So, these ceremonies — whatever peculiar tediousness and unctuous platitudes may afflict them — are all very well. What bugs me about this time of year (though it seems to crop up fairly regularly all year round), is when someone enjoys a film, or a contribution to that film (particularly an actor’s performance), and considers it good, the terms of their approval are immediately framed as hoping it ‘gets the nod’ or is honoured at such-and-such a ceremony. Maybe it does, most often it doesn’t, but either way it always comes across to me as at best a back-handed compliment, given the way awards are distributed. I have no wish to deny the happiness of any given actor, director, cinematographer, editor, hair and makeup person, etc. etc., but how their industry rewards them is of vanishingly small interest to me. We can all think of examples where any given ceremony has made egregious oversights. There are so many examples over the past century, that to list them would be a tiresome and indeed impossible feat. Some of the best conversations to come out of this season are around who was overlooked, because at least that opens up the discussion to a wider range of achievement than that narrowly selected.

So instead, I prefer not to care about who wins the actual awards and have been trying, as the years go by, to wean myself off it. I will always enjoy the spectacle that accompanies it all, and I will continue to enjoy seeing attractive famous people looking attractive and being famous, for all the most superficial reasons. But I don’t much care if they win the award everyone had hoped for them. The greatest reward is what is seen on the screen, and if we were to restrict our choices to just what a bunch of elderly white conservative men think is worthwhile, then what’s on the screen would be nothing worth rewarding.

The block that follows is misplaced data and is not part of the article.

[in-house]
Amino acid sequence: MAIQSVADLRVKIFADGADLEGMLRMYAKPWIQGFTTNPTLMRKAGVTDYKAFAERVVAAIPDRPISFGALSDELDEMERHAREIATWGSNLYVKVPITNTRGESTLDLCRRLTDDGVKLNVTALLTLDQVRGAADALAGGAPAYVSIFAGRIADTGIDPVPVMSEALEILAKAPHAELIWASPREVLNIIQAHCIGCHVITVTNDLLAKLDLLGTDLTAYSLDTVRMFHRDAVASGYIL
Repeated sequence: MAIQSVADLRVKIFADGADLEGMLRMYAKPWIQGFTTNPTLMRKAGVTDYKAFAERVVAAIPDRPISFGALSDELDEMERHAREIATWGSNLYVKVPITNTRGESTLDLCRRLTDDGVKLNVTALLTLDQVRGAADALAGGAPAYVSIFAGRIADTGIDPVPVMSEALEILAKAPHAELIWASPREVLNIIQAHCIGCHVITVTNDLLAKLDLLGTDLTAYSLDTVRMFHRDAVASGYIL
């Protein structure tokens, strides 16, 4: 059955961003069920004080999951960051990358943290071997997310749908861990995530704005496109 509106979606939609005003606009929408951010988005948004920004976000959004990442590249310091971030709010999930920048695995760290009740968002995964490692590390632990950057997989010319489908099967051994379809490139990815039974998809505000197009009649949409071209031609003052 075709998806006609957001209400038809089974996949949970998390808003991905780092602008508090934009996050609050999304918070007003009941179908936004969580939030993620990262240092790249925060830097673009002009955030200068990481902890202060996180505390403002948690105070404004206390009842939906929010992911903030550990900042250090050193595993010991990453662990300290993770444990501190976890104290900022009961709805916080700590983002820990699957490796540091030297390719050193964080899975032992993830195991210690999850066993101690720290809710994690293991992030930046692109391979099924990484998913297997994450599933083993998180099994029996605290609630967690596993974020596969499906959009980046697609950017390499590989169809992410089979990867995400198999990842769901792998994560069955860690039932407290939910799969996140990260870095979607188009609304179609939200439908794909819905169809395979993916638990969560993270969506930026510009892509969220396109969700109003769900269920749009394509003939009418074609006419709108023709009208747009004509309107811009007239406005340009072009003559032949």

Do you like awards? Do you have any favourites? Who was regrettably passed over for consideration?

7 thoughts on “Talking Point: Awards

  1. For someone who watches a lot of films and tries to write about films I’ve seen a pitifully small number of Best Picture winners. I think ‘Crash’ was the turning point. It was the last film I sought out just because it had won, it bored the pants off me and I was sat in the cinema thinking about how many previous winners had done likewise. Having said that, I think this year’s list of nominees is one of the most interesting for ages!

    1. It’s true, this is actually a very good year for the films in contention for awards. Every year throws up excellent films that don’t even get a sniff of recognition, and I wouldn’t be unhappy at most of those nominated winning. But as a rule, the Oscars (in particular) is never a great guide for what should be remembered throughout history. I’d have more fun trying to watch all the Palme d’Or winners I suspect, though some of those are gruelling in different ways.